The ECM was estimated based on the first-stage regression equation. The results presented in Table 3 are expressed by Equation 7 with t values in parentheses:

[MATHEMATICAL EXPRESSION NOT REPRODUCIBLE IN ASCII] (7)

The short-run results demonstrated that the coefficient of the first difference of LWFQ, denoted by ALWFQ, showed the expected sign, but the coefficient of the first difference of LIPR, denoted by ALIPR, was positive, which ran counter to what we would expect from economic theory. However, the effect in the short run may differ from that in the long-run relation because economic theory concerns long-run equilibrium. The coefficient of the lagged ECT indicated that the LQP adjusted by over 92 percent in 1 year. Compared with the long-run model, the adjusted [R.sup.] in the ECM (0.63) was reasonably low and the tests indicated no serious problems with autocorrelation, normality, or heteroskedasticity in the residual series.

Plywood export model

The first-stage estimation results for the Chinese plywood export model shown in Table 2 are expressed by Equation 8. In this model, the estimated coefficient of the export price of Chinese plywood, LEPR, also showed a wrong sign, so it was dropped from Equation 3. Thus, the resulting regression equation with t values in parentheses is

[MATHEMATICAL EXPRESSION NOT REPRODUCIBLE IN ASCII] (8)

The coefficient of the US real GDP (LUS) showed the expected sign and China's exports of plywood (LEP) were highly dependent on US consumer income. According to the economic theory, the export demand depends negatively on the export price of the product, but in the estimation the coefficient was positive. Possible reasons for this might be the inaccuracy of the unit price of Chinese total plywood exports representing the Chinese plywood export price to the United States or multicollinearity between the GDP and price in the model. With 0.91 for the adjusted [R.sup.], the long-run model again showed a good fit. The residual tests indicated no problems with autocorrelation, normality, or heteroskedasticity, and the residuals were stationary based on the ADF statistic. Likewise, we assumed that the variables in the long-run export model were cointegrated.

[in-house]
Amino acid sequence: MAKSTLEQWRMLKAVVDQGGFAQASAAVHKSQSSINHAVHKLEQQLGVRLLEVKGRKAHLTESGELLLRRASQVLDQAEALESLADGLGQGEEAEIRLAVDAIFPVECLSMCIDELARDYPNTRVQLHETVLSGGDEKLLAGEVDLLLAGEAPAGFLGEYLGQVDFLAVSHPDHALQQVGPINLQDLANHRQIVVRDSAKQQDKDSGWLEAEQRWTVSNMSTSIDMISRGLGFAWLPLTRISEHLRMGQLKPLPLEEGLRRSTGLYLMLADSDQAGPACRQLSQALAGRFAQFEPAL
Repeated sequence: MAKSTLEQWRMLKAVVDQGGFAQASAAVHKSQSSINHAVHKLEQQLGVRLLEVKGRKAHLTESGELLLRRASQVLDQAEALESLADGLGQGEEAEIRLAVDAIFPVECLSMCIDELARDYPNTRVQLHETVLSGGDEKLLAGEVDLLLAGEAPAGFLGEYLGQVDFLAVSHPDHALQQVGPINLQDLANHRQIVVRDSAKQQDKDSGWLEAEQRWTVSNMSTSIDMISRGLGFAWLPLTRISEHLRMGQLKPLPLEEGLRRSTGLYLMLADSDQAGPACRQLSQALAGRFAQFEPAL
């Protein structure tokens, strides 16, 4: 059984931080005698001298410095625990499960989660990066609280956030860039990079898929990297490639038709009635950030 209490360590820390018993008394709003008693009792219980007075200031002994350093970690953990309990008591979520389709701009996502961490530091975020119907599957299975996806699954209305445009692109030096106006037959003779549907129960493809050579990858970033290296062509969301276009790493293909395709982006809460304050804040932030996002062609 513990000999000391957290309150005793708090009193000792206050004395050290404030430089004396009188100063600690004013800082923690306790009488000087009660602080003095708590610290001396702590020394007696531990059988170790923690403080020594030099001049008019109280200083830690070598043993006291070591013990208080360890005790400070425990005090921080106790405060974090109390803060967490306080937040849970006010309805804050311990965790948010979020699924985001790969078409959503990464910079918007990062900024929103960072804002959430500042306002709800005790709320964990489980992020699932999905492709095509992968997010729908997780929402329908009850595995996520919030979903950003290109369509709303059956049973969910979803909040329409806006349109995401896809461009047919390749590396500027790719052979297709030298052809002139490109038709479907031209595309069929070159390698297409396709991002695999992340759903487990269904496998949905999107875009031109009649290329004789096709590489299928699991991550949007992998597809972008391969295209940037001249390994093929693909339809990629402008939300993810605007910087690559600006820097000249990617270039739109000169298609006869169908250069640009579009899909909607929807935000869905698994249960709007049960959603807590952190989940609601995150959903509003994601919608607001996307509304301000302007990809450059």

In the second stage, the results of the ECM estimation for plywood exports presented in Table 3 are expressed by Equation 9 with t values in parentheses:

[MATHEMATICAL EXPRESSION NOT REPRODUCIBLE IN ASCII] (9)

The short-run income elasticity showed the expected positive sign, but it was not statistically significant. The coefficient of the lagged ECT indicated that the LEP adjusted by over 50 percent in 1 year, meaning that it required about 2 years for the total market adjustment. However, the F statistic showed that not all of the regression coefficients were significant, and consequently we concluded that the results of the export model were not satisfactory, probably due to problems in the first-stage estimation.

Discussion and Conclusions